Senate Ag Chair Says Ad-Hoc Disaster Assistance Can’t Continue

Replenishing funds for the Commodity Credit Corporation is typically an easy decision in Washington D.C. among lawmakers on both sides of the political aisle. However, that’s not the case in 2020. Several lawmakers have expressed hesitation in renewing the funding for the CCC, which supports a large number of programs in the farm bill.

Sen. Pat Roberts (R-KS) is Chair of the Senate Ag Committee, who spoke during a recent virtual event hosted by Agri-Pulse. Before a successful vote on Tuesday to replenish the CCC funds as part of a Continuing Resolution, he said not voting to replenish the funds for CCC because of political differences is a bad decision for U.S. agriculture.

“Not voting for any kind of CCC funding because you’re upset about how the department in the past has run its program or what they are proposing in regards to CCC down the road, which is unbelievably remarkable with regard to what the president has proposed and what the secretary is proposing, especially for long-suffering wheat farmers and a lot of other people, here again, we’re talking 45 to 50 programs are in danger. And there’s no answer to it other than just voting no because you have a difference of opinion with the secretary. That’s not being responsible.”

The two sides reached an agreement Tuesday night to include the funds and the House passed the CR 359-57. A statement from Roberts says, “Democrats have heard our call, and the calls from farm country, to not ignore rural America when funding the government.”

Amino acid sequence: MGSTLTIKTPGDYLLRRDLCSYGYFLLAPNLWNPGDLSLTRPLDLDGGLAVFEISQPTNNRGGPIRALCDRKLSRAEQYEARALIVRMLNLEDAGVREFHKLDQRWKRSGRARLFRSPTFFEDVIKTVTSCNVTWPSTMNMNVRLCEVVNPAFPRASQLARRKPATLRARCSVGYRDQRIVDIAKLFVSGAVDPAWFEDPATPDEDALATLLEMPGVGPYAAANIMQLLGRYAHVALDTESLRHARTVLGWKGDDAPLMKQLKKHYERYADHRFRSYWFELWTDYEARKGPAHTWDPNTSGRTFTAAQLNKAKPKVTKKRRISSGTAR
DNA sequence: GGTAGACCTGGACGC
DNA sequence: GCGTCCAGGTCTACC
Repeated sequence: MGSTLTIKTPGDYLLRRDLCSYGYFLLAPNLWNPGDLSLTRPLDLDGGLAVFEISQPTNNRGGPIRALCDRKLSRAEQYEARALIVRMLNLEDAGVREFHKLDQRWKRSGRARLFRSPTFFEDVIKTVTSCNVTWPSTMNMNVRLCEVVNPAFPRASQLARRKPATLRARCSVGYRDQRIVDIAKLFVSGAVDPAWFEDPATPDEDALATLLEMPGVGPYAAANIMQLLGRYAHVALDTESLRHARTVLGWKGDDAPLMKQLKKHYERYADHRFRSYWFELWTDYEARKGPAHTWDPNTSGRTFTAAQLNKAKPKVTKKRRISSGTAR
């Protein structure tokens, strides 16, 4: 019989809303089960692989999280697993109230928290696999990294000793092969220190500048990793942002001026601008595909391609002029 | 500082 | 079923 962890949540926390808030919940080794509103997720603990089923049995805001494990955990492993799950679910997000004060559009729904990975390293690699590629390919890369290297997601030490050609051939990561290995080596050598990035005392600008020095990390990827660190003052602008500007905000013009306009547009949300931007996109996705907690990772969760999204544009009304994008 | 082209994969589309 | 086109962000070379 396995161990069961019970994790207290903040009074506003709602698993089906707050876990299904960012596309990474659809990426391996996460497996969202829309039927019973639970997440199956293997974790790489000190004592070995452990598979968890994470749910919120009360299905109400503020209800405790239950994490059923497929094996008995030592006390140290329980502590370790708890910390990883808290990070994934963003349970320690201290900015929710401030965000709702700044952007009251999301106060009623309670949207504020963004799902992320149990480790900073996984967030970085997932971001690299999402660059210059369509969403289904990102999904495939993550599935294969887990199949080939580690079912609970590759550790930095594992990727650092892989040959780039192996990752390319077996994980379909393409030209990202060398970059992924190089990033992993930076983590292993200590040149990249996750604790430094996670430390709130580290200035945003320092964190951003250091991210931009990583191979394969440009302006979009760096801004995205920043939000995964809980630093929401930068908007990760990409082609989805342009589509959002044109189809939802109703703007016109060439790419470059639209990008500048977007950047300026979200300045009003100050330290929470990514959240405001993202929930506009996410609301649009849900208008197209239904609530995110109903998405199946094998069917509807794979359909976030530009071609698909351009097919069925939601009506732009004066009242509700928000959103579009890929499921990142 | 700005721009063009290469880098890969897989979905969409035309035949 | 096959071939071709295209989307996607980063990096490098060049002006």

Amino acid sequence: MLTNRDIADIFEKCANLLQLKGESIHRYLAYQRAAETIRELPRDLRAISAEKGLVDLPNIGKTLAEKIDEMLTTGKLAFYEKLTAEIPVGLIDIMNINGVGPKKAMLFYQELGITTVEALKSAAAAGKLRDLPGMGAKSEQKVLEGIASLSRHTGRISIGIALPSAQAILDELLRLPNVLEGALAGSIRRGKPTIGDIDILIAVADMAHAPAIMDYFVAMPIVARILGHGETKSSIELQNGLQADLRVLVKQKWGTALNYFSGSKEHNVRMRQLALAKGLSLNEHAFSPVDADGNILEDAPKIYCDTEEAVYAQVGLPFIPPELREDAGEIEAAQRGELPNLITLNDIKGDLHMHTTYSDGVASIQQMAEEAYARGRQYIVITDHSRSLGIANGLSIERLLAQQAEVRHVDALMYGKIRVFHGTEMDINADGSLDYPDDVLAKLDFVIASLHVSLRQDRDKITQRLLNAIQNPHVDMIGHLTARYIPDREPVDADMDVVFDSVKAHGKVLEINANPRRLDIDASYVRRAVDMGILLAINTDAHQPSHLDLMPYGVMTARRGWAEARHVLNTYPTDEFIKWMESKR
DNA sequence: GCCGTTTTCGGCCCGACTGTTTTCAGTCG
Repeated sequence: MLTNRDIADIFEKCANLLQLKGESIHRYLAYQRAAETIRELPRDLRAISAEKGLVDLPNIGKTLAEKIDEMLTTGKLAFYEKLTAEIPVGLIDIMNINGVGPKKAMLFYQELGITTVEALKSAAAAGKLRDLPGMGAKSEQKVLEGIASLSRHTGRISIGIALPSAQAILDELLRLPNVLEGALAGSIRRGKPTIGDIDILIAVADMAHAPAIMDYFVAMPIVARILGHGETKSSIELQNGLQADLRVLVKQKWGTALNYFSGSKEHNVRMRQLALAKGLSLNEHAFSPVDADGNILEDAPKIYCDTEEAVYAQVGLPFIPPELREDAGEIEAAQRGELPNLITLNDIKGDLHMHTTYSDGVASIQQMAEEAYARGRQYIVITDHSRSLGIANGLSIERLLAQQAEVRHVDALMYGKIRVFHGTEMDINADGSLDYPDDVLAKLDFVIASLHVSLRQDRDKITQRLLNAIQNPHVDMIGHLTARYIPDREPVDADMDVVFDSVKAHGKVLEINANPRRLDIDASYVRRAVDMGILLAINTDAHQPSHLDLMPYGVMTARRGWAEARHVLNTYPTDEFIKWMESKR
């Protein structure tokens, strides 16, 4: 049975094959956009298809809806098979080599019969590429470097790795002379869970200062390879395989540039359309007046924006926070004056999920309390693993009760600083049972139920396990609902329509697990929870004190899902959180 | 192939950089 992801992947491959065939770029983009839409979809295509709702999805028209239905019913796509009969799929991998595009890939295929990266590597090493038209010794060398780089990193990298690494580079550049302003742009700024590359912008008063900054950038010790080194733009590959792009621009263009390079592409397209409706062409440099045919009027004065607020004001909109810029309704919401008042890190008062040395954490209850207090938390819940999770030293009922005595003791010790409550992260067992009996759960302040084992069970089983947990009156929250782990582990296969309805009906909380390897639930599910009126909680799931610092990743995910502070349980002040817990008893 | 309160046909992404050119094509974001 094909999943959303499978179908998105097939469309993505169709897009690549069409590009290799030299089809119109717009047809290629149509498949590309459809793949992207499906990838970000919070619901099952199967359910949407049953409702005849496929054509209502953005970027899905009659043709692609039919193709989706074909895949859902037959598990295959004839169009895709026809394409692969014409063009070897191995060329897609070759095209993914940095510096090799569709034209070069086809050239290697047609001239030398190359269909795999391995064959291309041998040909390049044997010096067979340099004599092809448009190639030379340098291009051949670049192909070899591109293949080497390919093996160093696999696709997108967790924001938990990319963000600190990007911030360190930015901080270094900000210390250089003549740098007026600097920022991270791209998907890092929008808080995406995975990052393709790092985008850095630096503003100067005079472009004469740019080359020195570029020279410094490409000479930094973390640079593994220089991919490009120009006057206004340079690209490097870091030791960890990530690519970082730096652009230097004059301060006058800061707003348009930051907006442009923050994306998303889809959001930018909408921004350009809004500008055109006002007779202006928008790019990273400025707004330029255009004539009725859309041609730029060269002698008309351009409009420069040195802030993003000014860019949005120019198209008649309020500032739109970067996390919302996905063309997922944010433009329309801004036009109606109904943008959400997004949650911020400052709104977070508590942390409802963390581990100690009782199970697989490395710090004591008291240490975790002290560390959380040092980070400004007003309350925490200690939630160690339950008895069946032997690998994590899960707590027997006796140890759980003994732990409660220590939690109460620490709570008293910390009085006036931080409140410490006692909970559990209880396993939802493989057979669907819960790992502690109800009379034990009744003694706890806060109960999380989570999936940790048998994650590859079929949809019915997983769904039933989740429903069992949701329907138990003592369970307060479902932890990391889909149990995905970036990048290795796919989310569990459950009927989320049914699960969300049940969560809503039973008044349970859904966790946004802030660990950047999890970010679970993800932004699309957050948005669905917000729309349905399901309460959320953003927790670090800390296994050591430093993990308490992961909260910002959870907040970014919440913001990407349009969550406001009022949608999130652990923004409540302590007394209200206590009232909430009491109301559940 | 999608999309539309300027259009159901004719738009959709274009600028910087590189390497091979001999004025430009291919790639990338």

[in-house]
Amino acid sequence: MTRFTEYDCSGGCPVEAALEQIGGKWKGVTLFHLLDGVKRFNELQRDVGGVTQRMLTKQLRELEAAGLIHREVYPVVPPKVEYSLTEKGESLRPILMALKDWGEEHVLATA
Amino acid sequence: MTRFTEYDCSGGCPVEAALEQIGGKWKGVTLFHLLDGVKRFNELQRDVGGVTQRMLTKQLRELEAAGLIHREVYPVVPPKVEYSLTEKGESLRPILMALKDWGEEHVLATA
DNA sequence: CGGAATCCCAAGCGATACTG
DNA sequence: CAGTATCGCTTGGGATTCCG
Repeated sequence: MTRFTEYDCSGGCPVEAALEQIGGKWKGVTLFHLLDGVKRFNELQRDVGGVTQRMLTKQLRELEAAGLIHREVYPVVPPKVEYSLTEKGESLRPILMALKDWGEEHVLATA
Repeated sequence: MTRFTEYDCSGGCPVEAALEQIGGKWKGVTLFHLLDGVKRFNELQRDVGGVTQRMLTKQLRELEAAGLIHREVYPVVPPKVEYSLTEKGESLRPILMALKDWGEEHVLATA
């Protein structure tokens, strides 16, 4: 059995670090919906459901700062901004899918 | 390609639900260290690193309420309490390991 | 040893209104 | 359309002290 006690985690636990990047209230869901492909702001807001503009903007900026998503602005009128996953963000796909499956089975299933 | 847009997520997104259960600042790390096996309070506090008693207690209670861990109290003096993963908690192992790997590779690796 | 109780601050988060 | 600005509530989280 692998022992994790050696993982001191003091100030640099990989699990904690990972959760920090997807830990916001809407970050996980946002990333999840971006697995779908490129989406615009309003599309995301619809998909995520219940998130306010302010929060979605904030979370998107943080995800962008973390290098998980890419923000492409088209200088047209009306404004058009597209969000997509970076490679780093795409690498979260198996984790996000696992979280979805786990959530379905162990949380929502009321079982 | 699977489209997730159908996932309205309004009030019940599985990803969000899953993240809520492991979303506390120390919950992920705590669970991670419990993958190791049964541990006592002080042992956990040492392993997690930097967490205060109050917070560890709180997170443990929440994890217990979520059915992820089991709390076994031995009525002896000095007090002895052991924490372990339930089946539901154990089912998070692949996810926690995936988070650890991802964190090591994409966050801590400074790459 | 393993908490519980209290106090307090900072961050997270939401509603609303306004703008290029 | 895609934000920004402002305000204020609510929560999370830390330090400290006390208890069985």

He says ad-hoc disaster assistance is not the way to help U.S. agriculture going forward, simply because it’s not sustainable. Strengthening the safety net programs in the farm bill is the way to do it right.

“We sold the farm program on certainty and predictability. How many times have we passed a farm bill to provide farmers, ranchers, and growers in the entire agriculture industry and everybody related to it with certainty and predictability? If there’s ever a time after five or six years of this, with regard to prices below the cost of production and what Mother Nature has done to us, talking about the beleaguered farmer here now, for five or six years, we pass a farm bill and then, all of a sudden, it’s maybe this or maybe that. Consistency and predictability; we have to do a better job.”

The future of the farm bill will require the diverse segments of U.S. agriculture that don’t always see eye-to-eye to put aside difference and come together.

“In each and every one of them, we’ve heard people cast doubt on our ability to pass a farm bill, especially this last one. And yet, we achieved more votes than we ever have before. The reason for that is the people in the whole farm network of broadcasters, and then all the farm organizations, all the commodity groups, we knew we had to hang together or hang separately. Additionally, we had a thousand different organizations behind it; it will happen again because people understand the value and importance of passing a farm bill on behalf of the beleaguered farmer, rancher, and grower.”

Roberts says the safety net has improved farm income throughout the ag sector. He says one way to improve that is changing the current U.S. trade policy for the better.

“I think we’re into the period that if we do get the CCC funding, and we will, we’ll get that done or face very bad consequences. I think we’re close to between 50, 60, or even 70 billion dollars that’s coming from the government. I hope that we can have a breakthrough on that policy. China is still buying our product and we saw an increase in the soybean price. I hope that can be a much broader increase with farm income. By the way, there’s no federal program you can think of that will be a better benefit than farm income.”